Metroland Media Group is ending the print editions of its 70 community newspapers — which include Peterborough This Week, Kawartha Lakes This Week, and Northumberland News — and getting out of the flyer delivery business as it seeks protection under the Bankruptcy and Insolvency Act as part of a restructuring plan.
Owned by Toronto Star publisher Nordstar Capital LP, Metroland announced on Friday (September 15) the decision was “in response to unsustainable financial losses stemming from the changing preferences of consumers and advertisers.”
The move will see 605 jobs eliminated, including 68 journalists, which is about 60 per cent of Metroland’s total workforce. Around a third of the employees to be laid off work at Metroland’s flyer distribution operations, and another third are part-time staff.
Receiver Grant Thornton LLP indicated in an internal document for employees that Metroland will not offer severance or termination pay because of “insufficient funds.”
While the print editions of community newspapers are ending, they will continue to be published online.
Metroland’s six daily newspapers — the Toronto Star, Hamilton Spectator, Peterborough Examiner, St. Catharines Standard, Niagara Falls Review, Welland Tribune, and Waterloo Region Record — will continue to be published both in print and online. The Peterborough Examiner already publishes online content from Peterborough This Week and Kawartha Lakes This Week.
It is unknown how many local employees will be affected by Metroland’s decision. However, a source told kawarthaNOW one journalist with the Peterborough Examiner was let go immediately after the announcement and Peterborough This Week and and Northumberland News will each lose a journalist at the end of December.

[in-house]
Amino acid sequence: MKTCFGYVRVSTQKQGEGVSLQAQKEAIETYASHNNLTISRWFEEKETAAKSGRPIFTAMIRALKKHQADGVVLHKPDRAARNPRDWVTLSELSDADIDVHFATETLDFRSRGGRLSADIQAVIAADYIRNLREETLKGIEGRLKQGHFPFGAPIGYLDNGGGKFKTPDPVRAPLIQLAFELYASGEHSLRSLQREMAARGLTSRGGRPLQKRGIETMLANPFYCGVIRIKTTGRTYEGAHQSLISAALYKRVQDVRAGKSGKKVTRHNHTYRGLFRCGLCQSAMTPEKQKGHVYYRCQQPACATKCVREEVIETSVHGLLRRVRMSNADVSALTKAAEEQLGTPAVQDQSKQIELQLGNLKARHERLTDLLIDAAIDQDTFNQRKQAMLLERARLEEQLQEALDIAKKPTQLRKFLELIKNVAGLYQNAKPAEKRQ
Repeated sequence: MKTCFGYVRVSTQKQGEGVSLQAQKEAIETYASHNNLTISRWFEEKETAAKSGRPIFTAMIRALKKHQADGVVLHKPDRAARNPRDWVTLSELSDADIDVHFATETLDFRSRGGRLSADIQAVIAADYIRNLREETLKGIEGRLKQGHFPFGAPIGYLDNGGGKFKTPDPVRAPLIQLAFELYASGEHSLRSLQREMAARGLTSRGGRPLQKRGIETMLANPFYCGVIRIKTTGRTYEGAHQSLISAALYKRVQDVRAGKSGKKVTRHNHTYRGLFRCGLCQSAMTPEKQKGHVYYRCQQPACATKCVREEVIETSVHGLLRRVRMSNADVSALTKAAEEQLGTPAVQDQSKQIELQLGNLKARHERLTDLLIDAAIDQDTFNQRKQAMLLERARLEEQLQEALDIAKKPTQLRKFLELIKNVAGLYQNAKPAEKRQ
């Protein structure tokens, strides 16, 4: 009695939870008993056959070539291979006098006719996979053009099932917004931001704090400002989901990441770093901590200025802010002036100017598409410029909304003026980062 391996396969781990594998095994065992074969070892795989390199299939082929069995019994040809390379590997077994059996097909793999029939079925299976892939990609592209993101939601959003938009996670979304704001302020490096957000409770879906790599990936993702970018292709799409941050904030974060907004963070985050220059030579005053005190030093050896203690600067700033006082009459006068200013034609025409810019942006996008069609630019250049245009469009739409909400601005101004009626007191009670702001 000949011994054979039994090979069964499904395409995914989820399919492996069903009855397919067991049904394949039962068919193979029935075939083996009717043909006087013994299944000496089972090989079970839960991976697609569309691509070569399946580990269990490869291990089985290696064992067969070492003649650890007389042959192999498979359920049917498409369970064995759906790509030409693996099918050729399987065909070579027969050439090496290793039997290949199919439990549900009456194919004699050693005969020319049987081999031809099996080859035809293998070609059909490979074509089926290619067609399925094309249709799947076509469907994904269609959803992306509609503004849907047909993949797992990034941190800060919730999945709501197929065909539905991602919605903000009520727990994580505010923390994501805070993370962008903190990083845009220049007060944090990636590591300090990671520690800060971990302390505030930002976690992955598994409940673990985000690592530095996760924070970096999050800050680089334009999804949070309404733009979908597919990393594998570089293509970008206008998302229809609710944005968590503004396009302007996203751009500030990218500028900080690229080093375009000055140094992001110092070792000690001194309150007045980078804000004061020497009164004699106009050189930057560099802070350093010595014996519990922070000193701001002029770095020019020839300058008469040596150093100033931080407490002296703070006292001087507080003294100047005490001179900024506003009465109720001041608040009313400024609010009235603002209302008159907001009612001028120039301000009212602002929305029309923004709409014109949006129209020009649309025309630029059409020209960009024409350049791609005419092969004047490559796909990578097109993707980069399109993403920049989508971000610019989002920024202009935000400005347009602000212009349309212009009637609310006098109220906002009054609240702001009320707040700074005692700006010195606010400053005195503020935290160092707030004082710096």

In June, Nordstar had entered into non-binding merger talks with competitor Postmedia Network Canada Corp, owner of the National Post and many other daily newspapers, in an attempt to fight off the “existential threat” facing the media industry because of declining revenues. However, the talks were called off in July, with the Globe and Mail reporting the deal was scuttled when debt-laden Postmedia’s major lender, Chatham Asset Management, wanted to retain a large amount of the debt rather than convert it to equity in a merged company.
In its statement, Metroland blamed big tech and a decline in advertisers for the restructuring move.
“The media industry continues to face existential challenges, largely because digital tech giants have used their dominant positions to take the vast majority of the advertising revenue in Canada,” the company said. “The decline of the print and flyer distribution business was significantly accelerated by the COVID-19 pandemic, and by the reduction of flyer usage both by readers and advertisers as a marketing vehicle.”
Advertising revenues for the newspaper industry have been steadily declining since the 1990s with the rise of the internet. The decline began with classified advertising when free online options became available, and increased when tech companies including Alphabet (the parent company of Google) and Meta (the parent company of Facebook) introduced new low-cost advertising options against which traditional media could not compete.
Earlier this year, after years of lobbying by the newspaper and broadcast industry, the federal government passed the Online News Act, which would force Google and Meta to pay for links to Canadian news content that people share on their platforms in an effort to have tech companies transfer some of those advertising revenues to media companies.
Meta responded to the legislation by blocking all news content to Canadians using Facebook and Instagram, and Google has threatened to de-index Canadian news from its search engine unless the legislation is changed.